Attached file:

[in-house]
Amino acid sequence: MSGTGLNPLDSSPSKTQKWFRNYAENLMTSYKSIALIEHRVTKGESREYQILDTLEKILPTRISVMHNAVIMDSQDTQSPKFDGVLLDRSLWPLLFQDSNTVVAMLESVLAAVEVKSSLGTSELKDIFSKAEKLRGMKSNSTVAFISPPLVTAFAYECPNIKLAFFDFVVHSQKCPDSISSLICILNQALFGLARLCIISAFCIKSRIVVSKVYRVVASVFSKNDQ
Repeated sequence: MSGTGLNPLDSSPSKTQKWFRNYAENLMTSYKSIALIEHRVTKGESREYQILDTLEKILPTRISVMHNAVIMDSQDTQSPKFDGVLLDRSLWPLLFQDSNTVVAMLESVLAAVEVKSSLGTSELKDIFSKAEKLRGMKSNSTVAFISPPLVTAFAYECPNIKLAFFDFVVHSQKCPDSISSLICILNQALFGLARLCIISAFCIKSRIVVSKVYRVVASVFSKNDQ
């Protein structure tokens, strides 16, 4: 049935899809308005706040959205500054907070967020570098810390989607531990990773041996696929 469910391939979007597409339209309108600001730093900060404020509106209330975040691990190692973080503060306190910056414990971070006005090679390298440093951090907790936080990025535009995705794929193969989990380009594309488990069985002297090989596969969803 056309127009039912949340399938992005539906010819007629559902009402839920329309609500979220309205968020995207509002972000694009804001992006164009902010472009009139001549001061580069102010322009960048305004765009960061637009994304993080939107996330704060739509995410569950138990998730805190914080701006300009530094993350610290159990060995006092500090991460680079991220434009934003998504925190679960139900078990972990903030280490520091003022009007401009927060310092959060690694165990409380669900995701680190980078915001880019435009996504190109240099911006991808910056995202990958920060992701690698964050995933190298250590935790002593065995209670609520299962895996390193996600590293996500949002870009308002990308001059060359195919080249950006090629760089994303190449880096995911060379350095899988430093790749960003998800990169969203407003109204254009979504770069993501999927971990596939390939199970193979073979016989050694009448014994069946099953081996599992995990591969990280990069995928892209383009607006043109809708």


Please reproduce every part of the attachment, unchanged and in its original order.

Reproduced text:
[in-house]
Amino acid sequence: MSGTGLNPLDSSPSKTQKWFRNYAENLMTSYKSIALIEHRVTKGESREYQILDTLEKILPTRISVMHNAVIMDSQDTQSPKFDGVLLDRSLWPLLFQDSNTVVAMLESVLAAVEVKSSLGTSELKDIFSKAEKLRGMKSNSTVAFISPPLVTAFAYECPNIKLAFFDFVVHSQKCPDSISSLICILNQALFGLARLCIISAFCIKSRIVVSKVYRVVASVFSKNDQ
Repeated sequence: MSGTGLNPLDSSPSKTQKWFRNYAENLMTSYKSIALIEHRVTKGESREYQILDTLEKILPTRISVMHNAVIMDSQDTQSPKFDGVLLDRSLWPLLFQDSNTVVAMLESVLAAVEVKSSLGTSELKDIFSKAEKLRGMKSNSTVAFISPPLVTAFAYECPNIKLAFFDFVVHSQKCPDSISSLICILNQALFGLARLCIISAFCIKSRIVVSKVYRVVASVFSKNDQ
């Protein structure tokens, strides 16, 4: 049935899809308005706040959205500054907070967020570098810390989607531990990773041996696929 469910391939979007597409339209309108600001730093900060404020509106209330975040691990190692973080503060306190910056414990971070006005090679390298440093951090907790936080990025535009995705794929193969989990380009594309488990069985002297090989596969969803 056309127009039912949340399938992005539906010819007629559902009402839920329309609500979220309205968020995207509002972000694009804001992006164009902010472009009139001549001061580069102010322009960048305004765009960061637009994304993080939107996330704060739509995410569950138990998730805190914080701006300009530094993350610290159990060995006092500090991460680079991220434009934003998504925190679960139900078990972990903030280490520091003022009007401009927060310092959060690694165990409380669900995701680190980078915001880019435009996504190109240099911006991808910056995202990958920060992701690698964050995933190298250590935790002593065995209670609520299962895996390193996600590293996500949002870009308002990308001059060359195919080249950006090629760089994303190449880096995911060379350095899988430093790749960003998800990169969203407003109204254009979504770069993501999927971990596939390939199970193979073979016989050694009448014994069946099953081996599992995990591969990280990069995928892209383009607006043109809708």